Cirie's ouster was totally unexpected, as no one from her tribe even voted for her. Cirie was eliminated from the game after all of the other castaways either won Individual Immunity, played a hidden Immunity Idol or played a "Legacy Advantage," which also served as a safety net. Her exit was shocking and definitely a Survivor first in many regards.
During an exclusive interview with Reality TV World following the finale, Cirie talked about her Survivor: Game Changers experience. Below is the concluding portion of her interview.
Reality TV World: When other wealthy athletes were on the show before, castaways often talked about how the jury would never vote to give them $1 million. But we didn't really see much concern about that as Brad progressed to the end. What do you feel the perspective was out there on that, and how do you think it might've played a role in the final jury voting results?
Cirie Fields: You know what? This was a Game Changers season in more ways than one, and usually that does come up a lot. However, people wanted to see game-changing moves and they wanted to make game-changing moves.
And it didn't even bother most of us when the game-changing moves were made against us and affected our gameplay because most of the people there are true fans of the game or love the game for one reason or another. So it was a different judging system than in previous seasons. There wasn't any, "I'm mad because you screwed me and flip flopped."
A flip-flopper is usually, like -- a player like Sarah flip-flopped so many times! But it was looked at in a different way. It was truly a Game Changers [season]. This changed the game in so many ways, and moving forward, I think people will be looked at and valued as far as their gameplay. I think it's going to be a whole new ballgame.
Reality TV World: Okay so it sounds like based on the jury's criteria for choosing a Game Changers winner, if Brad truly played the best game, he'd receive people's votes no matter what.
Cirie Fields: I think Brad really could have won if he played the best game and really took the time to know whom he was putting on the jury and what he needed to say to the people who were on the jury and how he needed to connect with those people on the jury. I think he still could have won, regardless of the money he had.
Reality TV World: At one point, your alliance in the game had a 5-3 advantage, but it was blown because you guys decided to turn on your own group and vote out Andrea Boehlke. Were you okay with keeping Brad around at that point because you thought you could just take him out later, or, maybe you actually wanted to go to the end with Brad? Why not keep Andrea around a little longer and target the opposing alliance first?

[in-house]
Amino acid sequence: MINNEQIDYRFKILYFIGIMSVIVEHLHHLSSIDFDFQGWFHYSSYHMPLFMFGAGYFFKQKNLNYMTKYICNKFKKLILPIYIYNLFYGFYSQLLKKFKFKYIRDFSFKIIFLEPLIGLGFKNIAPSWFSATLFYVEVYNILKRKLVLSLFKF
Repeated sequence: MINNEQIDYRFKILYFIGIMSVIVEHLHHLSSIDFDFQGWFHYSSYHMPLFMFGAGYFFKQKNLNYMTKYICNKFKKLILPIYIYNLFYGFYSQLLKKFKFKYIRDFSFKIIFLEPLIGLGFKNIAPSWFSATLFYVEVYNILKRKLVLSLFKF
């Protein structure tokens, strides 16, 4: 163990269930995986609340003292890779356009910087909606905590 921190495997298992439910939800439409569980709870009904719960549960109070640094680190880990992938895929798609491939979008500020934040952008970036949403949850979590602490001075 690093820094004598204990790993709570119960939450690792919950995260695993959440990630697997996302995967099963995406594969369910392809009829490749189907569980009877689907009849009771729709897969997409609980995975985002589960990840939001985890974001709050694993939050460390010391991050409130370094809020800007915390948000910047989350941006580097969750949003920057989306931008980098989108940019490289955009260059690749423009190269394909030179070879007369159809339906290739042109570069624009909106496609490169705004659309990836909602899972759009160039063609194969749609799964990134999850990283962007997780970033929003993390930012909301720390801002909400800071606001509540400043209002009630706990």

Cirie Fields: I saw Brad out there, and I saw Brad with Tai, and I saw other people out there seeing Brad. So I wasn't really threatened by Brad making it to the end, if he did or he didn't.
And I had found out that Andrea was making Final 3 deals, mind you, I thought Andrea, myself and Sarah, from the beginning of the game, we were the three best friends that anyone could ever have.
So when I found out she was making Final 3 deals with Sarah and Aubry -- and I found out from Aubry and Sarah -- I was like, "Oh Lord, I'm not in her long-term plans!" And they wanted to get rid of her anyway. It was the perfect time for me to make this move. So I thought, "Let's go for it, and then we'll deal with Brad Culpepper after."
Reality TV World: When I talked to Michaela Bradshaw earlier in the season, she explained why you attempted to steal Sarah's vote with her advantage when I was wondering why you didn't steal Brad or Troyzan's vote instead. Michaela told me it was to ensure Tai felt comfortable enough not to play an idol, which was the same reason why you didn't steal Tai's vote. So could you confirm that was the case?
Cirie Fields: Yeah, Michaela and I went over this. We went over this whole plan -- and we wish we didn't need to have a plan.
Because we were trying to let Sarah know, "Look, don't put so much trust in Tai, because if he flips with the guys, and you go home, then we're left as sitting ducks. So you're not only putting your own life in Tai's hands, but we also thought we were the three best friends that anybody could ever have and that we were going to the end!"
So we were like, "Wait a minute, don't do that. Don't trust Tai with our lives." And we couldn't get her to listen to that or go along with that. She just kept saying, "I trust him so much that I'll give you guys my advantage so you'll have it in case I'm wrong," and blah, blah, blah.
But yeah, it was exactly how Michaela said. I was trying to save us and Sarah. I wasn't trying to actually take her advantage. Well, I mean, I tried to take her advantage (laughs) but it was for a greater cause.
Reality TV World: Did you misread the steal-a-vote advantage Sarah gave you to hold or could you confirm that you didn't read it at all? Michaela said Sarah sneakily and intentionally gave you the advantage only like 10 minutes before Tribal Council so that you wouldn't have a chance to read it.
Cirie Fields: Yeah, I read it for the first time at Tribal. We were headed off to Tribal and it was lockdown, and at that time, there was no monkeying around or shenanigans. We can't even converse with each other.
So I couldn't read it on the way to Tribal, and then my first time even seeing it -- I actually felt it and checked for it when I put my hand in my bag to make sure it was there. But that was the gist of it; I didn't actually look at it or actually read it until we were sitting there at Tribal.
To read the first half of Cirie's exclusive Survivor interview with Reality TV World, click here. And for our interviews with the rest of the Final 6 castaways, check out our Survivor: Game Changers webpage.